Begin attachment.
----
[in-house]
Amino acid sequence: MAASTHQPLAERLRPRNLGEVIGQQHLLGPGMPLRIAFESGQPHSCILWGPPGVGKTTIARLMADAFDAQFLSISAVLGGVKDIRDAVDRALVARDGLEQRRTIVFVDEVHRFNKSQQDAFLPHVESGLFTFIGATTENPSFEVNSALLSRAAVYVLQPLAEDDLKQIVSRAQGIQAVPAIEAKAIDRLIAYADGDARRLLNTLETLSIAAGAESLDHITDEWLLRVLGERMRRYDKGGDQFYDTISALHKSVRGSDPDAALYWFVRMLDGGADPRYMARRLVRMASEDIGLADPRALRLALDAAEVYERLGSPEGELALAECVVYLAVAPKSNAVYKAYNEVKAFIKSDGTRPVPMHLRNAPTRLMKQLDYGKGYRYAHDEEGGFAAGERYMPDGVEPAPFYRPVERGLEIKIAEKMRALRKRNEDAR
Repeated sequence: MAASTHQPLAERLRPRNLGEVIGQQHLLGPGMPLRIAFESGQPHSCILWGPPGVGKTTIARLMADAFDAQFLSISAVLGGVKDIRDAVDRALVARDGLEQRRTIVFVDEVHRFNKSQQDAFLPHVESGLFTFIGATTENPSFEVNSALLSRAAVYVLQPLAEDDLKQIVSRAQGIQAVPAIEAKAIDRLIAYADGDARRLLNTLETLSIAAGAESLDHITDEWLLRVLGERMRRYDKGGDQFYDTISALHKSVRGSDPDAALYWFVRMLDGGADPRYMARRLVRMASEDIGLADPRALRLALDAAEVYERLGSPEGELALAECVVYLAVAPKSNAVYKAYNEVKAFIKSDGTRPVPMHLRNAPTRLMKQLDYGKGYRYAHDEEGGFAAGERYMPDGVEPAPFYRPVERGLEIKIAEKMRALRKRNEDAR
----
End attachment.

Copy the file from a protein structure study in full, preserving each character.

[in-house]
Amino acid sequence: MAASTHQPLAERLRPRNLGEVIGQQHLLGPGMPLRIAFESGQPHSCILWGPPGVGKTTIARLMADAFDAQFLSISAVLGGVKDIRDAVDRALVARDGLEQRRTIVFVDEVHRFNKSQQDAFLPHVESGLFTFIGATTENPSFEVNSALLSRAAVYVLQPLAEDDLKQIVSRAQGIQAVPAIEAKAIDRLIAYADGDARRLLNTLETLSIAAGAESLDHITDEWLLRVLGERMRRYDKGGDQFYDTISALHKSVRGSDPDAALYWFVRMLDGGADPRYMARRLVRMASEDIGLADPRALRLALDAAEVYERLGSPEGELALAECVVYLAVAPKSNAVYKAYNEVKAFIKSDGTRPVPMHLRNAPTRLMKQLDYGKGYRYAHDEEGGFAAGERYMPDGVEPAPFYRPVERGLEIKIAEKMRALRKRNEDAR
Repeated sequence: MAASTHQPLAERLRPRNLGEVIGQQHLLGPGMPLRIAFESGQPHSCILWGPPGVGKTTIARLMADAFDAQFLSISAVLGGVKDIRDAVDRALVARDGLEQRRTIVFVDEVHRFNKSQQDAFLPHVESGLFTFIGATTENPSFEVNSALLSRAAVYVLQPLAEDDLKQIVSRAQGIQAVPAIEAKAIDRLIAYADGDARRLLNTLETLSIAAGAESLDHITDEWLLRVLGERMRRYDKGGDQFYDTISALHKSVRGSDPDAALYWFVRMLDGGADPRYMARRLVRMASEDIGLADPRALRLALDAAEVYERLGSPEGELALAECVVYLAVAPKSNAVYKAYNEVKAFIKSDGTRPVPMHLRNAPTRLMKQLDYGKGYRYAHDEEGGFAAGERYMPDGVEPAPFYRPVERGLEIKIAEKMRALRKRNEDAR